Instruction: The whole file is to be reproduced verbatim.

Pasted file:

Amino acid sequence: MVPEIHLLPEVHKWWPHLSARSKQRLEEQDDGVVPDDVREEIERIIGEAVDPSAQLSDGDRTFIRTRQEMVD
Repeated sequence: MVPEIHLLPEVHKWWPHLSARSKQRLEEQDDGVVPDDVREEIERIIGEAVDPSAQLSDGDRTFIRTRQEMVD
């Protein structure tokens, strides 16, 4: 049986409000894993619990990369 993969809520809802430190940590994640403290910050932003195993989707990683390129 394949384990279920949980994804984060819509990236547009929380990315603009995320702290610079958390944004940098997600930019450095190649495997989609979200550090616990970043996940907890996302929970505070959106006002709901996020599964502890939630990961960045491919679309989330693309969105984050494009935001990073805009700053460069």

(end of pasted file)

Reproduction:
Amino acid sequence: MVPEIHLLPEVHKWWPHLSARSKQRLEEQDDGVVPDDVREEIERIIGEAVDPSAQLSDGDRTFIRTRQEMVD
Repeated sequence: MVPEIHLLPEVHKWWPHLSARSKQRLEEQDDGVVPDDVREEIERIIGEAVDPSAQLSDGDRTFIRTRQEMVD
């Protein structure tokens, strides 16, 4: 049986409000894993619990990369 993969809520809802430190940590994640403290910050932003195993989707990683390129 394949384990279920949980994804984060819509990236547009929380990315603009995320702290610079958390944004940098997600930019450095190649495997989609979200550090616990970043996940907890996302929970505070959106006002709901996020599964502890939630990961960045491919679309989330693309969105984050494009935001990073805009700053460069």